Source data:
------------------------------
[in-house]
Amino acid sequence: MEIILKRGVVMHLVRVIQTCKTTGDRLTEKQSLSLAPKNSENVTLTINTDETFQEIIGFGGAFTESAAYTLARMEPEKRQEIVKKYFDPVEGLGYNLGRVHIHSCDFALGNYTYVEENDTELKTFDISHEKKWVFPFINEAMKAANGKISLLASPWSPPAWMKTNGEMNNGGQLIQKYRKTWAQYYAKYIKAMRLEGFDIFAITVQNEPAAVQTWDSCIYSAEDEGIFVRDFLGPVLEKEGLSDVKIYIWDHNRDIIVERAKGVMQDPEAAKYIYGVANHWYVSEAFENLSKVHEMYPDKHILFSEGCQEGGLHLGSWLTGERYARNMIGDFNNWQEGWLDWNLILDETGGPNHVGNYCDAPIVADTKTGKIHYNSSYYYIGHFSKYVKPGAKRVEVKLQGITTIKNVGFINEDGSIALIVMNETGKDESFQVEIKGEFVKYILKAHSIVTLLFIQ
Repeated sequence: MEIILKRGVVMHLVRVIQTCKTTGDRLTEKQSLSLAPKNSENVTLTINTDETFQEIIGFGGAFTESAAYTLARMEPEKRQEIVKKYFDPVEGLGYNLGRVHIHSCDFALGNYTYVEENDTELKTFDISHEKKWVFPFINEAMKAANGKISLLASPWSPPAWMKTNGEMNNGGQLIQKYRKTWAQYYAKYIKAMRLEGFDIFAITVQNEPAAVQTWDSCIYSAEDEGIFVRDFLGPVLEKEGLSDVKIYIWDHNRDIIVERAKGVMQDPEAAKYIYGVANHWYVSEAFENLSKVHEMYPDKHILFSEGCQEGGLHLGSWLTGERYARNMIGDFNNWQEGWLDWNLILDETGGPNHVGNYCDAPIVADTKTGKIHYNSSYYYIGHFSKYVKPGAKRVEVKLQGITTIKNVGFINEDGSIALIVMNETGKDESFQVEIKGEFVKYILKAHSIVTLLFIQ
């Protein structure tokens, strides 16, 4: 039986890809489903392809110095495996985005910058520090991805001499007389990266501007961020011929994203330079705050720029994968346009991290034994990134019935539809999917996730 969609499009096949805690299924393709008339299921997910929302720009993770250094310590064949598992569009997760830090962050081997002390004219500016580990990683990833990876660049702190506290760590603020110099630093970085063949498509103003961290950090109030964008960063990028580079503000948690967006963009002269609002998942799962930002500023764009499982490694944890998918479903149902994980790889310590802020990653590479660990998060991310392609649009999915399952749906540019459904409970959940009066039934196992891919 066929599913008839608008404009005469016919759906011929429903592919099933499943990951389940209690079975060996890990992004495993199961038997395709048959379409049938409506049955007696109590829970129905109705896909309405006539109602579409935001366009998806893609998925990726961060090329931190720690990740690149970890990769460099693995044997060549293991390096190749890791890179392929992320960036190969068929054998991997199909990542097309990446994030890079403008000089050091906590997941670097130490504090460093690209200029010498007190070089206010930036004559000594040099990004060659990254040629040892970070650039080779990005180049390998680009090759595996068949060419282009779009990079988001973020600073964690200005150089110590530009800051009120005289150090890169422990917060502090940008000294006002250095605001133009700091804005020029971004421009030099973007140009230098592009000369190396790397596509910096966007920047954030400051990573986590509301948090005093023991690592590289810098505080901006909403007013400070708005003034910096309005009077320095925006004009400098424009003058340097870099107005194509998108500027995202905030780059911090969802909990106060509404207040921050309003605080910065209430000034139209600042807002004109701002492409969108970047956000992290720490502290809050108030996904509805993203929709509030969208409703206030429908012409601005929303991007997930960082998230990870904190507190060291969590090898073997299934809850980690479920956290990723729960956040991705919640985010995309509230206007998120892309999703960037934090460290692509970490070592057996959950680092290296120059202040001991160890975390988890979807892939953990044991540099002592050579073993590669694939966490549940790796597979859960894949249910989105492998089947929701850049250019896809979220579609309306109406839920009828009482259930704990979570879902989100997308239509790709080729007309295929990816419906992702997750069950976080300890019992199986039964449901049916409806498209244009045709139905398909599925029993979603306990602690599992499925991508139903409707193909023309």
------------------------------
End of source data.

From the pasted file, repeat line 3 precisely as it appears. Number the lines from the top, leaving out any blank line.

Repeated sequence: MEIILKRGVVMHLVRVIQTCKTTGDRLTEKQSLSLAPKNSENVTLTINTDETFQEIIGFGGAFTESAAYTLARMEPEKRQEIVKKYFDPVEGLGYNLGRVHIHSCDFALGNYTYVEENDTELKTFDISHEKKWVFPFINEAMKAANGKISLLASPWSPPAWMKTNGEMNNGGQLIQKYRKTWAQYYAKYIKAMRLEGFDIFAITVQNEPAAVQTWDSCIYSAEDEGIFVRDFLGPVLEKEGLSDVKIYIWDHNRDIIVERAKGVMQDPEAAKYIYGVANHWYVSEAFENLSKVHEMYPDKHILFSEGCQEGGLHLGSWLTGERYARNMIGDFNNWQEGWLDWNLILDETGGPNHVGNYCDAPIVADTKTGKIHYNSSYYYIGHFSKYVKPGAKRVEVKLQGITTIKNVGFINEDGSIALIVMNETGKDESFQVEIKGEFVKYILKAHSIVTLLFIQ